Q:I've been seeing a lot of debate on a specific line in the Khans of Tarkir trailer, when Sarkhan says "I was never born at all." Is this a metaphorical statement of how he has always felt empty and without purpose, or is it supposed to be taken more literally? Say, from a lightning storm?
Seattle, WA, September 2014
Q:does the fact that you need to communicate a lot of story through cards mean you have to write simpler stories than you would otherwise?
We try to make the structure as simple as possible, so that the tip of the iceberg of the story can be grasped quickly by a broad audience and, as you mention, more easily communicated via the cards. For those who want to dig deeper, the rest of the iceberg will always be full of detail, available in other venues. It’s sort of the creative version of lenticular design — different audiences can get access to different levels of detail.
There are times when we have a story idea that we try to hammer into a simpler form. (“Instead of having these two people want two different things in parallel stories, could they both be after the same thing?” “Do we have to introduce a whole other character to do this thing, or could the same thing be accomplished with already-existing characters?” That kind of thing.) But I’m not sure that’s entirely because of trying to express story in a trading card game — some of that is just good storycraft. More complex doesn’t always mean better. Maybe we should all try to tell stories in a shuffled medium — it can really help you hone what you’re trying to say.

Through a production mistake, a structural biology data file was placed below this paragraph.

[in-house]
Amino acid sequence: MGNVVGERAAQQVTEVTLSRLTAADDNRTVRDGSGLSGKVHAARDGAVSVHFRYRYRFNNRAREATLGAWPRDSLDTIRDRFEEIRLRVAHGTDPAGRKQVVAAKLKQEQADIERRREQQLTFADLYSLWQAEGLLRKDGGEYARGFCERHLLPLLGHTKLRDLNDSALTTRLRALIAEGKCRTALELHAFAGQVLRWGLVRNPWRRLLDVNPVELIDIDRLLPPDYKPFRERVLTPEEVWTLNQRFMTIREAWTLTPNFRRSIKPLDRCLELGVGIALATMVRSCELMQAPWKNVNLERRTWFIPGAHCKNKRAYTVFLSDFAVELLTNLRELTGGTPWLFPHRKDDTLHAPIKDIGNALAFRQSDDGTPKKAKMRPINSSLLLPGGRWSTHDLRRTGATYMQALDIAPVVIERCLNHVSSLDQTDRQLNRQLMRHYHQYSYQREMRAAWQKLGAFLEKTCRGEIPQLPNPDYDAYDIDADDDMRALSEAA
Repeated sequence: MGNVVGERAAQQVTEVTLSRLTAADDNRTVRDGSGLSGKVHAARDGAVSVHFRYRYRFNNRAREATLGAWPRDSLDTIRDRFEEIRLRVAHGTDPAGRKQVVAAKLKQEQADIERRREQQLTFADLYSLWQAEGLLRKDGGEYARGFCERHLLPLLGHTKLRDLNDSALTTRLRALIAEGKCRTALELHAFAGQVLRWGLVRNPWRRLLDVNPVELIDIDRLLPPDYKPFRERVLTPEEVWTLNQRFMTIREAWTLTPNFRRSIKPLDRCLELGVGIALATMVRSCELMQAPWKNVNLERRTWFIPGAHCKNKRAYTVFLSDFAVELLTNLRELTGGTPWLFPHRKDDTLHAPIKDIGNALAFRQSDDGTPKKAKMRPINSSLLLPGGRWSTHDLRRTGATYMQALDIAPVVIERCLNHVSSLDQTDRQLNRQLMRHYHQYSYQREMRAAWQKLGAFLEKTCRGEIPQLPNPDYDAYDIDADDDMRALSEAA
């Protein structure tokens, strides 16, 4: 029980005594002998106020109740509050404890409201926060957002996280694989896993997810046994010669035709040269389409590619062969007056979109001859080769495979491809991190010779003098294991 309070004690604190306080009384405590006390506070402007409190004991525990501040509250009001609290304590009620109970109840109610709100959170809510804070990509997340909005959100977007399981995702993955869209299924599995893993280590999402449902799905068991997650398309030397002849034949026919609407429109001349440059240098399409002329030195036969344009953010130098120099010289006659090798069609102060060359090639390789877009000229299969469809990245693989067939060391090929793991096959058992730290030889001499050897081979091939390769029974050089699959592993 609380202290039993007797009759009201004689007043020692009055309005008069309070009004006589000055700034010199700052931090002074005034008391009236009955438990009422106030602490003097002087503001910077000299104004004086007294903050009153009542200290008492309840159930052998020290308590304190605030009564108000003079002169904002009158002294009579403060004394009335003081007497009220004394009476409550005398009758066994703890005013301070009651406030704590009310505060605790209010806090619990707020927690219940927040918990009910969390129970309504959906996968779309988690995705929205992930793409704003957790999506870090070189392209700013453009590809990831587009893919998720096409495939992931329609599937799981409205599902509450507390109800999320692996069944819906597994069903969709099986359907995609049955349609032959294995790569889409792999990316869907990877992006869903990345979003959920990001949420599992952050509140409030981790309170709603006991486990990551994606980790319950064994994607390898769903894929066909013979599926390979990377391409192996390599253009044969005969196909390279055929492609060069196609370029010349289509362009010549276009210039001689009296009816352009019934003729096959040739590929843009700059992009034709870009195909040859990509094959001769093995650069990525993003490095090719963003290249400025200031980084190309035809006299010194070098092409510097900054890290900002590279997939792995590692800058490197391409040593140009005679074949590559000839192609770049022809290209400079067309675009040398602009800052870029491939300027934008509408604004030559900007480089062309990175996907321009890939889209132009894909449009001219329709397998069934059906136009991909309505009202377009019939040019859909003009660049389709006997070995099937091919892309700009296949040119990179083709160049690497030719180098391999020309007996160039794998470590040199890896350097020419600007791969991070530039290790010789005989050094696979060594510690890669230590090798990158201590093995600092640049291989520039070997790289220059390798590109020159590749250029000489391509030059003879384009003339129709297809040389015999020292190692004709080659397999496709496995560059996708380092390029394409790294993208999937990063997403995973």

Q:They make for a great rivalry in Maro's Funko comics, but have Chandra and Ajani ever interacted in canon?
I don’t think so, no. I kinda think they’d be buds. Ajani is pretty solidly white-plus-a-bit-of-green these days, but he remembers what it was like to be a passion-driven young firebrand.
Q:Be real with me Doug. You're a creative. You've gone on record supporting the Mardu Horde on Tarkir. You're a (beautiful) Red Mage aren't you?
WHY DO YOU WANT TO TRY TO RESTRICT ME WITH YOUR LABELS?!?
Oh. Uh, maybe a lil’ bit.
Q:Hey, Doug! Could you please high five Kimberly for me? Her story about the Chensal Twins really moved me. It was so emotional! ♥
I’ll be sure to let her know, thanks!
"The Chensal Twins" is a tale of justice, cunning, and the Jeskai clan:
Q:Why haven't we seen any female orcs on tarkir (or if that's wrong, could you point me to where we see them?) ? Do they reproduce asexually? Do males and females look exactly the same?
Off the top of my head, Bellowing Saddlebrute and Mardu Roughrider both depict female orcs. There might be more tucked into other illustrations in Khans that I don’t remember. They’re not super-different from male orcs morphologically, but we do have reference for both in the world guide.
Q:Doug, who is your favorite Planeswalker. I figure if they're your favorite, they will be safe from Maro syndrome.
Oh, this is interesting. What effect does my love have on a planeswalker? Let’s run the experiment: I love Chandra.
*starts clock* *begins tabulating data*